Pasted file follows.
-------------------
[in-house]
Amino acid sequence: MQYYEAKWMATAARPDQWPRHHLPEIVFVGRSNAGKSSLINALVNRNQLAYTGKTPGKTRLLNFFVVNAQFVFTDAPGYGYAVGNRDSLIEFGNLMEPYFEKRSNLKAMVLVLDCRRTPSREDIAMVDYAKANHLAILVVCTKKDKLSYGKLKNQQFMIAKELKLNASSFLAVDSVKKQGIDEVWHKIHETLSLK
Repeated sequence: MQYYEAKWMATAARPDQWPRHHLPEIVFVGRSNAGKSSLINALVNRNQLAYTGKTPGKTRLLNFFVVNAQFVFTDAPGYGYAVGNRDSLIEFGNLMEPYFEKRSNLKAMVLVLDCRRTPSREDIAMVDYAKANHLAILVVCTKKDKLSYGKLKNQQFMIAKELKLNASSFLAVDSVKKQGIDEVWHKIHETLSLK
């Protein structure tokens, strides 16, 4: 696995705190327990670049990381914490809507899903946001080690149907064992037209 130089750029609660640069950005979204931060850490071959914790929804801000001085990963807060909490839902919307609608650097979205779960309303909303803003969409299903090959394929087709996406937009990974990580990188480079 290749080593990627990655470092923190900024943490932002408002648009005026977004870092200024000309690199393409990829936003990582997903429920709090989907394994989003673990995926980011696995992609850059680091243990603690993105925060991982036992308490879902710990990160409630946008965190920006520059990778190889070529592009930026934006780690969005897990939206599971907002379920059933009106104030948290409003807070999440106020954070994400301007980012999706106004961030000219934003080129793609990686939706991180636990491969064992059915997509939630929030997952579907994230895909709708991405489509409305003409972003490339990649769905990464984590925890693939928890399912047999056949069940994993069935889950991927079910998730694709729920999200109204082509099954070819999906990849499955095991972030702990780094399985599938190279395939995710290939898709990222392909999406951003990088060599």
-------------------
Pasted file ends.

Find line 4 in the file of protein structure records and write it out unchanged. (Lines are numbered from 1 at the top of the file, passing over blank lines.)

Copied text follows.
């Protein structure tokens, strides 16, 4: 696995705190327990670049990381914490809507899903946001080690149907064992037209 130089750029609660640069950005979204931060850490071959914790929804801000001085990963807060909490839902919307609608650097979205779960309303909303803003969409299903090959394929087709996406937009990974990580990188480079 290749080593990627990655470092923190900024943490932002408002648009005026977004870092200024000309690199393409990829936003990582997903429920709090989907394994989003673990995926980011696995992609850059680091243990603690993105925060991982036992308490879902710990990160409630946008965190920006520059990778190889070529592009930026934006780690969005897990939206599971907002379920059933009106104030948290409003807070999440106020954070994400301007980012999706106004961030000219934003080129793609990686939706991180636990491969064992059915997509939630929030997952579907994230895909709708991405489509409305003409972003490339990649769905990464984590925890693939928890399912047999056949069940994993069935889950991927079910998730694709729920999200109204082509099954070819999906990849499955095991972030702990780094399985599938190279395939995710290939898709990222392909999406951003990088060599």